Pearl Cleage
An Interview with Playwright Pearl Cleage

Production Dramaturg, Macelle Mahala, interviews the playwright and learns how she came to write What I Learned in Paris.

Lou Bellamy
Renowned Director Lou Bellamy Talks About Returning to SCR

Learn more about What I Learned in Paris directors, why he's happy to return and his relationship with Artistic Director David Ivers.

Maynard Jackson
Radical Acts of Love

Dramaturg Macelle Mahala breaks down the back story of What I Learned in Paris, its characters, setting and themes in this dramaturgical essay.

Dana Rachel Woods and What I Learned in Paris Logo
Dana Rebecca Woods Approaches Designs Like a Good Mystery

Learn how the What I Learned in Paris ​designer fell in love with costume design and how she dove into the play's period and approached design for each character.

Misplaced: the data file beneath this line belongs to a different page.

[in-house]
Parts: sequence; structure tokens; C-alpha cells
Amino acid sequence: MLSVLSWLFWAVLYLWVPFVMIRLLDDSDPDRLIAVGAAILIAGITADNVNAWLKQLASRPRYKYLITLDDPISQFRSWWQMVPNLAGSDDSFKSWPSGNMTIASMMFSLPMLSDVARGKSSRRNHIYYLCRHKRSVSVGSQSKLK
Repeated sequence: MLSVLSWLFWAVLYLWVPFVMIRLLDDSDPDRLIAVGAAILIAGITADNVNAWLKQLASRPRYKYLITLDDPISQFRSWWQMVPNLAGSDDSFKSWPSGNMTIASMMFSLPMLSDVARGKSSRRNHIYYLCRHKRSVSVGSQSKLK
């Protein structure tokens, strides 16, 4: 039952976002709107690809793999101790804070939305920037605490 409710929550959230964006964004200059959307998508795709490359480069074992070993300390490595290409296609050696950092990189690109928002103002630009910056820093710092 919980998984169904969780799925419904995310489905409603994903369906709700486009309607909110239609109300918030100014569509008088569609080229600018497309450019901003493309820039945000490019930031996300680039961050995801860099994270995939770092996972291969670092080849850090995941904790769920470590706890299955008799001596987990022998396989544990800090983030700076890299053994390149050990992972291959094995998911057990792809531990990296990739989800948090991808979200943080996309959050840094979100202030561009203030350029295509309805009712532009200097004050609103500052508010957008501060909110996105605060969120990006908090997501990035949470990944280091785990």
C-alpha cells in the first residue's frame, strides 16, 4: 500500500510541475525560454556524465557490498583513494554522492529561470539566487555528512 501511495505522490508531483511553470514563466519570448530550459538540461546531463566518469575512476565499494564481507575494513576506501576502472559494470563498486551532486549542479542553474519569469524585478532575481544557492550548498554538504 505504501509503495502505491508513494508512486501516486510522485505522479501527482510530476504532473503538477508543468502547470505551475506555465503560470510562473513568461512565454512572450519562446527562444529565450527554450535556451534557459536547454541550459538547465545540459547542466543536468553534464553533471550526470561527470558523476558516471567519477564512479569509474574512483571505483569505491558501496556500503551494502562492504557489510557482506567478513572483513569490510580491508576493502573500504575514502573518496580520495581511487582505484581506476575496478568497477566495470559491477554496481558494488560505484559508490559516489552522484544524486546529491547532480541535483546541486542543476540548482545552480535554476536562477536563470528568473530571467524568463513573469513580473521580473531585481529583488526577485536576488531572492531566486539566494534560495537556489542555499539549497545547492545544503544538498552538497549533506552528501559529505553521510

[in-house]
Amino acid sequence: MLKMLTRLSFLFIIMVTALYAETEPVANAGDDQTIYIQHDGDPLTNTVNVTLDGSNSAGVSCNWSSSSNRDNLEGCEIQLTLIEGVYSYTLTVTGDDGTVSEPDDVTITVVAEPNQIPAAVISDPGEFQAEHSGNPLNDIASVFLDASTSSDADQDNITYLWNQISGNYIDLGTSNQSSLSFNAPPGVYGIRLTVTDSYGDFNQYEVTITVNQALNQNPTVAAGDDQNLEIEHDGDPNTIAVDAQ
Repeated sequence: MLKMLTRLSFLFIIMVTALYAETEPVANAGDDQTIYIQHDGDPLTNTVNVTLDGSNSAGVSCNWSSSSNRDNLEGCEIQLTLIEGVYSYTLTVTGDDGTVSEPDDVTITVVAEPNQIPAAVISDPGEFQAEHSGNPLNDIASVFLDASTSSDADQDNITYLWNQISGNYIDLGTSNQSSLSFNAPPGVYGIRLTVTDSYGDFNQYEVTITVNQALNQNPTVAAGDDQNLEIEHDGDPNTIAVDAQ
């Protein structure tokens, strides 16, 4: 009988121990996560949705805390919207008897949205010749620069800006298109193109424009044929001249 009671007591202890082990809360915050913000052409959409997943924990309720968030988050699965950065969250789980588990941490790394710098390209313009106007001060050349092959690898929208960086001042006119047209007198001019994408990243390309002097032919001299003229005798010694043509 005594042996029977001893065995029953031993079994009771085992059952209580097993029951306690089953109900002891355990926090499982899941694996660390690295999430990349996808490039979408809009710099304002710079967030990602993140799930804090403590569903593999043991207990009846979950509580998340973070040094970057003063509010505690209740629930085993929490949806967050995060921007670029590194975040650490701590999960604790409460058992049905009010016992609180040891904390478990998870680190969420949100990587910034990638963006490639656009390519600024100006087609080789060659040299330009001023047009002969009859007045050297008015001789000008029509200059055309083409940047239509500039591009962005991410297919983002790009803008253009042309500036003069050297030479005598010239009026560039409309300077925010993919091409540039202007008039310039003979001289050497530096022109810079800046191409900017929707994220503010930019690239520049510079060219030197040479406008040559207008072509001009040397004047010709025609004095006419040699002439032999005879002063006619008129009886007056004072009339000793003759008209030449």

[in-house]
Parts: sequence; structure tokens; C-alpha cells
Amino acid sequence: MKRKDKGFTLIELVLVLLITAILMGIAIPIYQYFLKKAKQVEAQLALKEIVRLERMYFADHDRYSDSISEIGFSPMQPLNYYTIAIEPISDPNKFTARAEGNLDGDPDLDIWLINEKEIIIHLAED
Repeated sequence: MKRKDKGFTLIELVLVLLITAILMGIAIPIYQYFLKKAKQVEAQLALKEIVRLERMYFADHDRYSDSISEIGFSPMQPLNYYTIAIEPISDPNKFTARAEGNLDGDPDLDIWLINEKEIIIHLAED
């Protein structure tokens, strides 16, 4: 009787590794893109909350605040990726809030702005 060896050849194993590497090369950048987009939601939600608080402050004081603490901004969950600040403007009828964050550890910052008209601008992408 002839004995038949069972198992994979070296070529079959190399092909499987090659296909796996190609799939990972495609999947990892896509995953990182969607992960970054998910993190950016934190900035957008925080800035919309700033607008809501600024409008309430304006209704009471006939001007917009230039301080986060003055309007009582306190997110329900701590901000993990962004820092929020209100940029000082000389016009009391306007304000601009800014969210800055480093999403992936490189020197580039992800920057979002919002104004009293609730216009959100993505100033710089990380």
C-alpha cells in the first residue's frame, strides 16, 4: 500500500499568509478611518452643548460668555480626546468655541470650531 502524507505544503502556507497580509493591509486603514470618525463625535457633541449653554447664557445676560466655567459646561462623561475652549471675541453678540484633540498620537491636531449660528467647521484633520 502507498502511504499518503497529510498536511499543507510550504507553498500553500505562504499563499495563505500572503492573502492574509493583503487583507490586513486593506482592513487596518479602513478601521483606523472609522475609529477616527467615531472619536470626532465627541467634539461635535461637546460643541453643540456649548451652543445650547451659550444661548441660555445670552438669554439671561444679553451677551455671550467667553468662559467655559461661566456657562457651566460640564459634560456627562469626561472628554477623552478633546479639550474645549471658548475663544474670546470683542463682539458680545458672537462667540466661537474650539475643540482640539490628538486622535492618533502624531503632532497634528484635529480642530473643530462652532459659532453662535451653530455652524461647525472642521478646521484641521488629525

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Talks & Conversations for
What I Learned in Paris

  • Director/Designer Conversation: Tues., Feb. 22, 2022
  • Actor Conversation: Wed., March 2, 2022
  • Inside the Season: Sat., March 5, 2022 at 10:30 a.m.
  • Performance Perspective: Wed., March ​9 and ​Thurs., March 10, 2022
  • ASL Performance: Sat., ​March 12, 2022 at 2:30 p.m.
  • Deep Dive: ​Wed., March 16, 2022
  • Playwright/Dramaturg Conversation: ​Fri., March 1​8, 2022 
See the full schedule

Vaccination, proof of vaccination and masks are required for all theatregoers. Read SCR’s full COVID-19 requirements and protocol.
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South Coast Repertory’s health and safety protocol has been developed with advice from the University of California Irvine.